and 1960s. So, while you very well know how small molecules
are actually catalytically activated by enzymes, and how enzymes metabolize many of the small
molecules, is rather well understood. How exactly the small molecules activate expression
of genes leading to synthesis of enzymes is not very well understood in the early part
of the last century. A series of investigations, especially those
by the Jacob and Monod, who actually won the Nobel prize at, later revealed that in bacteria,
genes involved in specific metabolic of biosynthetic pathways are grouped together as operons and
their expression is coordinately regulated by small molecules. Now, I am not going spend too much time trying
to explain to you prokaryotic gene regulation. In fact, I have organized this course with
the basic understanding that you people have already studied how gene regulation takes
place in, in prokaryotes. The concept of operons, and how e coli RNA
polymerase goes and binds to promoter sequence and activate transcription. These, I am sure, you must be having some
basic knowledge. So, I am not going to tell too much about
the operons. Just supposed to know that, in the case of
bacteria, genes involved in specific metabolic pathways or biosynthetic pathways are organized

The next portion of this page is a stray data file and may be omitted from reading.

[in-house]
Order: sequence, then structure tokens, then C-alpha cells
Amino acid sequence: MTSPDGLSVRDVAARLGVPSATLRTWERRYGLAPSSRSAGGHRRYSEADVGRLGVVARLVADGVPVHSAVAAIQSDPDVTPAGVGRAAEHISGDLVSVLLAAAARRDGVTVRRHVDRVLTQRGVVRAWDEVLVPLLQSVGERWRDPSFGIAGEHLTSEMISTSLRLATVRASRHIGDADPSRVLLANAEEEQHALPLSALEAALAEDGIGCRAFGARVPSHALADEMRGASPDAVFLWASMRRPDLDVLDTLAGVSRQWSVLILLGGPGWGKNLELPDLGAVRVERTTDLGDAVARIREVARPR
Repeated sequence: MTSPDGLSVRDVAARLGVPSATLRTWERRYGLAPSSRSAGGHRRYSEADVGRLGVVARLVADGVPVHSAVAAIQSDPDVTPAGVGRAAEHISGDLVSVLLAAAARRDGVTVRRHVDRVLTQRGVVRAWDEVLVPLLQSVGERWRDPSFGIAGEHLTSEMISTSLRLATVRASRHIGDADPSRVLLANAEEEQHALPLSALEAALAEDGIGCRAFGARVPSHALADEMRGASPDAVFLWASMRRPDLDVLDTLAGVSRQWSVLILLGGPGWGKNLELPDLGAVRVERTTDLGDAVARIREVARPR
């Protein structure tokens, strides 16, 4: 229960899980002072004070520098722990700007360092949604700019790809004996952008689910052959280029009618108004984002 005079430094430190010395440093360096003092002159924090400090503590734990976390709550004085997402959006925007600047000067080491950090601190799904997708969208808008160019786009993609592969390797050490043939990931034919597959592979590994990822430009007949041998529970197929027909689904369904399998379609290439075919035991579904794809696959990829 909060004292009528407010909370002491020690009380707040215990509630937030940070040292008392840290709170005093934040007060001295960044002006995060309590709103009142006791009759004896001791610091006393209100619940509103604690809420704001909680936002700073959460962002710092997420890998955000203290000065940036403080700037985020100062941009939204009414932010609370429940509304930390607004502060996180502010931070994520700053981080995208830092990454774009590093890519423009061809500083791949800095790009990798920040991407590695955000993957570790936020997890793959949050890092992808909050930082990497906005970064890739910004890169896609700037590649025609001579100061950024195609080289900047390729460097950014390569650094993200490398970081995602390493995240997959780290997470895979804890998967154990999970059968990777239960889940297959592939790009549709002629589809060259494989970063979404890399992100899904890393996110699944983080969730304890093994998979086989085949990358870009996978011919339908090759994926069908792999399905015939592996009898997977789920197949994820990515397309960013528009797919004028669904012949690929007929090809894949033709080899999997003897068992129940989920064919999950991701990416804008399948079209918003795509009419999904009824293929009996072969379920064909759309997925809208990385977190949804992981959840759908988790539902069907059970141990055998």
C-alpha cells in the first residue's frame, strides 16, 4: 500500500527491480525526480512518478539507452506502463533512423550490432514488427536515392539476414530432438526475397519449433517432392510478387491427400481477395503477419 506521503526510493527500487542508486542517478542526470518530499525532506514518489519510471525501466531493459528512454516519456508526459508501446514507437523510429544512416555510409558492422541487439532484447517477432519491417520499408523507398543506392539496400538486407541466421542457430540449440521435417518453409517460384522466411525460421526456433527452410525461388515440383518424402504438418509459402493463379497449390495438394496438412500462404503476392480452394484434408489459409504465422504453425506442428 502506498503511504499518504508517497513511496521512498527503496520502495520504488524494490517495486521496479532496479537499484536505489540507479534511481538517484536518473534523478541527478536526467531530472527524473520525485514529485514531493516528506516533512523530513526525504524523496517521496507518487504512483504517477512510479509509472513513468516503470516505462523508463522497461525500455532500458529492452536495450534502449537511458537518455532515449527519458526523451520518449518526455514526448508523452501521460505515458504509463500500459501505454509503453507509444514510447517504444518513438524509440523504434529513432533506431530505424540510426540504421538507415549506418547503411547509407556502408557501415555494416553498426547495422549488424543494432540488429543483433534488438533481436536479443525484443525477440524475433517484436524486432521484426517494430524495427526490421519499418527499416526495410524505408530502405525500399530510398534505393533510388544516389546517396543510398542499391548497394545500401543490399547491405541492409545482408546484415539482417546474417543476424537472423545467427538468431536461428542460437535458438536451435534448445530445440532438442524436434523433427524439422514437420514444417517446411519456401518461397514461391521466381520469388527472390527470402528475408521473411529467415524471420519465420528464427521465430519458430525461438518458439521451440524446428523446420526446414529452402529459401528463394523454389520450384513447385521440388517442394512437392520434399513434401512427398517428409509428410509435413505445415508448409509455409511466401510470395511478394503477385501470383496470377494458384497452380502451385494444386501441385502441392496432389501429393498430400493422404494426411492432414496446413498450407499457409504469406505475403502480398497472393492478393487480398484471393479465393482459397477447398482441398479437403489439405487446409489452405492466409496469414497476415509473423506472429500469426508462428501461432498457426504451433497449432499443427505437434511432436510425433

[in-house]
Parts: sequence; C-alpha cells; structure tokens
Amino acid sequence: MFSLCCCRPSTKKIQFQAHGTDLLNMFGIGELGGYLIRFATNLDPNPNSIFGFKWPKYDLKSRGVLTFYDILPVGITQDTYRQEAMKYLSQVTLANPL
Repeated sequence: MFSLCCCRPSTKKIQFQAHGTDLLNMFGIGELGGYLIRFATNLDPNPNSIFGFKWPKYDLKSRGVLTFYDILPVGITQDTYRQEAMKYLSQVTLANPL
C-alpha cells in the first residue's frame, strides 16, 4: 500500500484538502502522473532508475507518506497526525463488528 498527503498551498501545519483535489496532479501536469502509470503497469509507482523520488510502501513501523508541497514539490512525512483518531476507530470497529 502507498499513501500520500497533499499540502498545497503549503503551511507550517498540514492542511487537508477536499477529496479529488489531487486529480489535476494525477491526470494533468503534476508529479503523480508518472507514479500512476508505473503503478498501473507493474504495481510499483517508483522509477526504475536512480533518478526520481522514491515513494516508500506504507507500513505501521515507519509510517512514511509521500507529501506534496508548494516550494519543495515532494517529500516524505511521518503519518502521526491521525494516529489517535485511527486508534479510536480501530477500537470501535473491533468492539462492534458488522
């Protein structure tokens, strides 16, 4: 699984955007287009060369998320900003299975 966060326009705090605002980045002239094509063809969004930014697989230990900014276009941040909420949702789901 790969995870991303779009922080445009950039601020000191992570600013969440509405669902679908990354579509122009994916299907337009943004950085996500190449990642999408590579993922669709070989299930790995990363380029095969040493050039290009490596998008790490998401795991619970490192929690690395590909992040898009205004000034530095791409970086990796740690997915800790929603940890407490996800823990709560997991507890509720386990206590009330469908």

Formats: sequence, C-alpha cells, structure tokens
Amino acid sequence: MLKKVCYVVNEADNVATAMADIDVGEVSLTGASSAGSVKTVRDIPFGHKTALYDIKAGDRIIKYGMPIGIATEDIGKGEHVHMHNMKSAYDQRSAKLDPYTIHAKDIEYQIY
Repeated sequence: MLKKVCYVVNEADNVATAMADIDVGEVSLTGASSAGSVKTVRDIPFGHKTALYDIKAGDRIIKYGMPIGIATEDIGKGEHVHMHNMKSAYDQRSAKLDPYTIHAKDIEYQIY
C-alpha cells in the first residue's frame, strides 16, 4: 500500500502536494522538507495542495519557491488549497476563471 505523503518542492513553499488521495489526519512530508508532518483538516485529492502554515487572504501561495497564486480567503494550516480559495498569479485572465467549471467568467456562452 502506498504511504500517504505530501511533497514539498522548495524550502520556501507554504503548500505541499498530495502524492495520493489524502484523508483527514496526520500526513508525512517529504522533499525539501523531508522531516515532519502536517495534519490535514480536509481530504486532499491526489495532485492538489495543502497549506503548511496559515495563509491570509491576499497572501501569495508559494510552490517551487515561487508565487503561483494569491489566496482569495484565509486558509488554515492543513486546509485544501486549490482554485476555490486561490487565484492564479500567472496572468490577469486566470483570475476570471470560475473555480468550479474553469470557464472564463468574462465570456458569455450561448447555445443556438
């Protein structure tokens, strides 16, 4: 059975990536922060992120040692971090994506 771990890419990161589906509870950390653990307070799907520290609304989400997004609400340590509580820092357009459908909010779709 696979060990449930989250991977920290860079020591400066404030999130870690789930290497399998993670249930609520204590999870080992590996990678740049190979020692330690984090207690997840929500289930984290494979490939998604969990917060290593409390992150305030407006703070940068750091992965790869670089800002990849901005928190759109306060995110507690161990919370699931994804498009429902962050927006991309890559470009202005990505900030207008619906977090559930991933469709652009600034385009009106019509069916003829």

in the form of operons, and therefore, these genes are coordinately regulated. This is what we need to know. Now, in a bacterial operon, the binding of
RNA polymerase to its cognate promoter is regulated by an operator repressor mechanism. I am sure this also you have very well understood,
and you have studied some of the basic textbooks on how actually a something like a lac operon
or trp operon is regulated. I am going to give a very brief introduction
about it, just to recapitulate what already about bacterial gene regulation. I am sure you are also aware there are actually
2 types of operons in bacteria. One is inducible operon, another is repressible
operon. Now, the best example, I am sure most of you
have studied it for inducible operons, is— In a inducible operon, the ability of an RNA
polymerase to bind to the promoter and transcribe the structural genes located downstream of
the promoter is controlled by an operator sequence. So, you have an operator sequence linked to
a downstream promoter sequence, and usually a repressor molecule goes on binds in the
operator and prevents the RNA polymerase from binding, and that is what I have written here. The function of an operator is controlled
by a repressor protein, which binds to the operator and prevents RNA polymerase from
binding the promoter. So, this is how the operon is not transcribed
or it is kept in a silent mode. So, as long as the repressor binds the operator
sequence and prevents the RNA polymerase from binding the promoter, the operon is not functional,
and therefore, these genes are not transcribed. And therefore, enzymes of that particular